Have you read a graphic novel? I've been an avid graphic novel reader for a few years now and I've had the benefit of librarian colleagues who have introduced me to this fine category of books. So I had the good fortune to know about March when volume 1 came out and then eagerly awaited volumes 2 and 3. I devoured volume 3 when it came out this summer and it has been on my mind frequently since I read it.
The history contained in these three books is history every American should know. I knew the Civil Rights Act was passed in 1964, but I did not know that even as the legislation was being signed that a circuit judge in Alabama issued an injunction against public assembly in Selma to stall the work of civil rights activists. I did not know of the arrests,beatings, shootings, church burnings, and bombings that took place in the summer of 1964. I am so grateful for these books because they illuminate why Civil Rights are essential to society and how very hard people have been working for them.
I want to talk about the illustrations. Graphic novels are a bit of a challenge for a text monster like myself, because you have to slow down your reading pace and really look as well as read. But the combination of words and illustration becomes irresistible, and as you slow your pace you fall deeper into the narrative, and find your connection to the book proving itself in the tear that rolls down your nose and splotches the page. One of the most compelling illustrations in book 3 is on page 225. It shows that painful moment when you view an injury, lifting the bandage to survey the damage and check for signs of healing. I was so deep into the book when I turned to that page that my own scalp ached.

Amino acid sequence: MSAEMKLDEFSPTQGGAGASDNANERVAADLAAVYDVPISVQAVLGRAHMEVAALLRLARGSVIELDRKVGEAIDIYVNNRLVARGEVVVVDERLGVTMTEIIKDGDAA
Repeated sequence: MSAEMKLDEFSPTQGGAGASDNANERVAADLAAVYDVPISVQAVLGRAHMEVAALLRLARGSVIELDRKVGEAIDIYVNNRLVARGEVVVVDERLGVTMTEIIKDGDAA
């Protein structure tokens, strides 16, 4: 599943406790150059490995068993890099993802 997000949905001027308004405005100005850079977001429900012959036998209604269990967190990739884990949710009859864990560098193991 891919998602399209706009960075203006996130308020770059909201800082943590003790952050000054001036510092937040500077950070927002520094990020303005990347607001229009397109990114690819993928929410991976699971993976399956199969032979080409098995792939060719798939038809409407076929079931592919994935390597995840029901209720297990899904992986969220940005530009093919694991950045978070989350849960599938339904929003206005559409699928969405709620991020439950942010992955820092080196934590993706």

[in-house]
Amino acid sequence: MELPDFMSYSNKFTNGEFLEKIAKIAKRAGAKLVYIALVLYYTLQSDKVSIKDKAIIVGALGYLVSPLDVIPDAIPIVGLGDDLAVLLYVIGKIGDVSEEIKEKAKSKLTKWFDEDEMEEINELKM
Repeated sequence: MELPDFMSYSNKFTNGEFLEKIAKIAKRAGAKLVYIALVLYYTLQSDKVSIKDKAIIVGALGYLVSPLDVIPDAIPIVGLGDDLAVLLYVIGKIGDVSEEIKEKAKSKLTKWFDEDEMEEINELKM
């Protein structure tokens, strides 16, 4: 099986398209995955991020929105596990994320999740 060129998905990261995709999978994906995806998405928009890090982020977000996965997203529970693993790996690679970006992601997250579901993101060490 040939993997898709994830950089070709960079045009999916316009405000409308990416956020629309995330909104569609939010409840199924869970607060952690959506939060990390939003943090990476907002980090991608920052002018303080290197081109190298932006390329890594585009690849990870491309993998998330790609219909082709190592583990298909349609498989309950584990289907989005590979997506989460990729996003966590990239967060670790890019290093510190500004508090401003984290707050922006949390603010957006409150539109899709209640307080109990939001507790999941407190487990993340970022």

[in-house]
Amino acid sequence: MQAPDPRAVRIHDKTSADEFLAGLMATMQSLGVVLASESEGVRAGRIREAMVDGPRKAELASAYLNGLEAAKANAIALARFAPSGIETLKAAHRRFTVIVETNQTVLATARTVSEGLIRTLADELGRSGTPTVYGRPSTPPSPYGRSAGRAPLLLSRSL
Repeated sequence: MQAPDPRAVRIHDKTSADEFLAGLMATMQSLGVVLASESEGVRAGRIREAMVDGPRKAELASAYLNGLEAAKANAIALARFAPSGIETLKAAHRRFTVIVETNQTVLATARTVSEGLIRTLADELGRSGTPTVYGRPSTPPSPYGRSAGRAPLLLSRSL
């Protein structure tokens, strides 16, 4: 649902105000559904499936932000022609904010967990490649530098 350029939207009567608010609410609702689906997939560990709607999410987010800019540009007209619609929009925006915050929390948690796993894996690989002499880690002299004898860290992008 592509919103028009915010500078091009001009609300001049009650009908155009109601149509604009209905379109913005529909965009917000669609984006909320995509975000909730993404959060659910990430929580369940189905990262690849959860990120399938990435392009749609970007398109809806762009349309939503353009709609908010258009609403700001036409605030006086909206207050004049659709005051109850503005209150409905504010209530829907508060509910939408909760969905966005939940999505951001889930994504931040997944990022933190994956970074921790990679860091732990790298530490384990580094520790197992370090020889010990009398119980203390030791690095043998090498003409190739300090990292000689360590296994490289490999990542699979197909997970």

Representative John Lewis' strength and resilience and commitment can never be doubted. Even after being insulted, beaten, arrested, he never gave up. Never quit. He is 76 years old and serves as U.S. Representative for Georgia's 5th congressional district and he has written a series of books that will inspire and educate generations.
The visual storytelling of this series is fascinating. I'm deeply impressed with how Andrew Aydin and Nate Powell crafted so many important scenes and poured a great deal of content into a highly engaging presentation. My favorite spread is on pages 186-187. I love every detail on those pages. I'm not going to post another word about them though--you've got to see them for yourself.
Go get it! What are you waiting for? Don't be a lazypants and order it from Scamazon though. Use the Indiebound page to find out which local bookstores have it: http://www.indiebound.org/book/9781603094023
Or you can be really daring and go to a comic book store http://www.comicshoplocator.com/Home/1/1/57/575 and ask for it.
Or see if a copy is available at your local library.
If you live in one of the country's many book deserts or if you want to order a digital copy of it, or the slipcased edition, please go to the publisher's website: http://www.topshelfcomix.com/catalog/congressman-john-lewis
Get it, read it, and let's talk about it.